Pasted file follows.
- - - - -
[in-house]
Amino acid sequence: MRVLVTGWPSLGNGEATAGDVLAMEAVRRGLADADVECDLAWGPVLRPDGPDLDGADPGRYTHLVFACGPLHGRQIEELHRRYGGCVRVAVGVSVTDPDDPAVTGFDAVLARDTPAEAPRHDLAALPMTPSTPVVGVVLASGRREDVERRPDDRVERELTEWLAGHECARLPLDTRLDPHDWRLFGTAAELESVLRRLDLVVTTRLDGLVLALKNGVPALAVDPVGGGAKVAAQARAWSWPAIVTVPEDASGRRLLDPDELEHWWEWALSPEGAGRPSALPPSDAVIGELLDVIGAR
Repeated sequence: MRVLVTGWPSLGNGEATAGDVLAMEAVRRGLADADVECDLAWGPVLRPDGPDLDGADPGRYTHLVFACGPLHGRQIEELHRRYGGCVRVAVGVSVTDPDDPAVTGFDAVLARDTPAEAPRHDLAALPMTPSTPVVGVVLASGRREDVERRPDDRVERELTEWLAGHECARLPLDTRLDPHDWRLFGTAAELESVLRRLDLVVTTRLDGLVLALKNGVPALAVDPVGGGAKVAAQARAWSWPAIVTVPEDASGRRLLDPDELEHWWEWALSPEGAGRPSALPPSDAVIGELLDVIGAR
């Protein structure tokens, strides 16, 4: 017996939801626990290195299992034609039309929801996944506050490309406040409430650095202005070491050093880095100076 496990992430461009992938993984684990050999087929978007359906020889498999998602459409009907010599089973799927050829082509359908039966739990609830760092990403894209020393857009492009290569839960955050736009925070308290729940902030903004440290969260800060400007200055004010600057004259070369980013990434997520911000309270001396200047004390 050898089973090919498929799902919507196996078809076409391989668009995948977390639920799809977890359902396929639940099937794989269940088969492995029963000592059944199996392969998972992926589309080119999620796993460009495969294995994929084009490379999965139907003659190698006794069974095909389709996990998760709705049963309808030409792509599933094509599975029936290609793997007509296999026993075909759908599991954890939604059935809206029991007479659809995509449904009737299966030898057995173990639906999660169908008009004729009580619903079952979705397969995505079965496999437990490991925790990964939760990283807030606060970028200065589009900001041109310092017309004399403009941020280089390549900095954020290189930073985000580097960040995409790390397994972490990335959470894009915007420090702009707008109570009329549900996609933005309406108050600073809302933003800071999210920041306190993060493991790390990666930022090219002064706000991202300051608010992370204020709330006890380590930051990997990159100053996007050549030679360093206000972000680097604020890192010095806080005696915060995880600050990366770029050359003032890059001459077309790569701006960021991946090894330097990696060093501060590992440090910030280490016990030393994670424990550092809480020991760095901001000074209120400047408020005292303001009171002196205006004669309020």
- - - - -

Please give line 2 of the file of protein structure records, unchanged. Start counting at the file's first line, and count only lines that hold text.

Amino acid sequence: MRVLVTGWPSLGNGEATAGDVLAMEAVRRGLADADVECDLAWGPVLRPDGPDLDGADPGRYTHLVFACGPLHGRQIEELHRRYGGCVRVAVGVSVTDPDDPAVTGFDAVLARDTPAEAPRHDLAALPMTPSTPVVGVVLASGRREDVERRPDDRVERELTEWLAGHECARLPLDTRLDPHDWRLFGTAAELESVLRRLDLVVTTRLDGLVLALKNGVPALAVDPVGGGAKVAAQARAWSWPAIVTVPEDASGRRLLDPDELEHWWEWALSPEGAGRPSALPPSDAVIGELLDVIGAR